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NYC should be held in contempt over appalling Rikers conditions, court-appointed monitor says

A court-appointed monitor has recommended New York City be held in contempt over conditions on Rikers Island, its embattled jail complex on the East River.

A court-appointed monitor is urging a judge to begin contempt proceedings against New York City over conditions at the troubled Rikers Island jail complex, setting the stage for a potential federal takeover of the jail system in the nation’s most populous city.

In a report filed Monday in Manhattan federal court, the monitor said the city had failed to comply with a series of court orders that aimed to curb violence and mismanagement inside Rikers Island.

The report comes less than a month after a federal judge indicated that she would consider placing the jail in receivership, an extraordinary intervention that would end New York City’s control over one of the nation’s largest and most famous jails. New York City Mayor Eric Adams has vigorously opposed a federal takeover. The judge's decision could come as soon as next month.


In a nearly 300-page report, the court-appointed monitor described a "disturbing level of regression" since the city agreed to follow an action plan intended to stabilize the jail system last June. The Department of Correction repeatedly failed to consult the monitor, displaying an "unwillingness and inability to acknowledge the myriad of issues," the monitor Steve Martin said.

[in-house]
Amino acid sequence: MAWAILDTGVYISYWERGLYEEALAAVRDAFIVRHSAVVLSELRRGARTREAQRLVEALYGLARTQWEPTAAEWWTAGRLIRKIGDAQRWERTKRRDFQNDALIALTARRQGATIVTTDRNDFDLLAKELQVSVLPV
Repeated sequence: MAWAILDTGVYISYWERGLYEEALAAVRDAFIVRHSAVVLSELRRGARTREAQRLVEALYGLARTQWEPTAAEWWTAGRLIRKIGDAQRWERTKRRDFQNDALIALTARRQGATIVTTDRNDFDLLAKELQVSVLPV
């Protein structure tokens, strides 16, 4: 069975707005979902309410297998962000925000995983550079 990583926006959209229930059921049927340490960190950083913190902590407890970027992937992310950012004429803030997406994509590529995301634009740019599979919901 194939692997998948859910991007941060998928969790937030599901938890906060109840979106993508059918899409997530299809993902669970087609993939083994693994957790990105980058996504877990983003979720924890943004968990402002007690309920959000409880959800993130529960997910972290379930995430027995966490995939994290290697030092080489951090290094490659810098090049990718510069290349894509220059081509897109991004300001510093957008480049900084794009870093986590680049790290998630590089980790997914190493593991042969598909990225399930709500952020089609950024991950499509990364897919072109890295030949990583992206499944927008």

"The pace of reform has stagnated instead of accelerated in a number of key areas," Martin noted, "meaning that there has been no meaningful relief for people in custody or staff from the violence and the unnecessary and excessive use of force."

A spokesperson for City Hall said they were still reviewing the report, but planned to defend against any contempt motion.

Advocates for detainees have long believed a federal receivership is necessary to stem the violence on Rikers Island, where 19 people died last year, the highest number in a quarter of a century. Many believe a finding of contempt would be the first step toward a federal receivership.

"Every single day the constitutional rights of people in city custody are being violated," said Kayla Simpson, an attorney for the Legal Aid Society, which represents detainees on Rikers Island. "The monitor is saying: ‘enough.’"

Adams, meanwhile, has repeatedly touted the success of his efforts to improve conditions on Rikers Island, pointing to a reduction in slashings and staff absenteeism since he took office and appointed Department of Correction Commissioner Louis Molina in January 2022.


But those gains have also come alongside questions about whether jail officials have sought to reduce transparency – with both the public and the federal monitor – around what happens inside Rikers Island.

In recent months, the monitor has detailed numerous violent incidents that jail officials allegedly neglected to report, including the death of a detainee who was originally said to have suffered a heart attack, but was later discovered to have died from a skull fracture.

Another man who attempted to flee from correction officers was tackled and paralyzed from the neck down, an injury the monitor said also wasn’t properly reported.

"Staffs’ failure to adhere to reporting requirements for even the most serious events calls into question the overall veracity of reporting and commitment to transparency within the agency," the monitor wrote in the most recent report.

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